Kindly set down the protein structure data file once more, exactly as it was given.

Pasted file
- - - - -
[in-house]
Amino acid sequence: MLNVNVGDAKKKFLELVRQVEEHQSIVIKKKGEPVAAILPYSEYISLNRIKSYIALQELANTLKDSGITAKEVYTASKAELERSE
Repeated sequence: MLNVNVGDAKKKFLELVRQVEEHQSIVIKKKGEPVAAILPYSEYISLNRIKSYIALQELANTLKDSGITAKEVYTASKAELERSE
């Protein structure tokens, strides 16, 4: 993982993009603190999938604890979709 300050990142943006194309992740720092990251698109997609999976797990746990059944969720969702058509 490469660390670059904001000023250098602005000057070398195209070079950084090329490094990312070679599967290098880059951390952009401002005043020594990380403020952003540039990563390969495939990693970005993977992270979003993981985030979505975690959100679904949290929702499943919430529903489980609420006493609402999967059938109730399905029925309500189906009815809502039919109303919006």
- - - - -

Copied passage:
[in-house]
Amino acid sequence: MLNVNVGDAKKKFLELVRQVEEHQSIVIKKKGEPVAAILPYSEYISLNRIKSYIALQELANTLKDSGITAKEVYTASKAELERSE
Repeated sequence: MLNVNVGDAKKKFLELVRQVEEHQSIVIKKKGEPVAAILPYSEYISLNRIKSYIALQELANTLKDSGITAKEVYTASKAELERSE
């Protein structure tokens, strides 16, 4: 993982993009603190999938604890979709 300050990142943006194309992740720092990251698109997609999976797990746990059944969720969702058509 490469660390670059904001000023250098602005000057070398195209070079950084090329490094990312070679599967290098880059951390952009401002005043020594990380403020952003540039990563390969495939990693970005993977992270979003993981985030979505975690959100679904949290929702499943919430529903489980609420006493609402999967059938109730399905029925309500189906009815809502039919109303919006």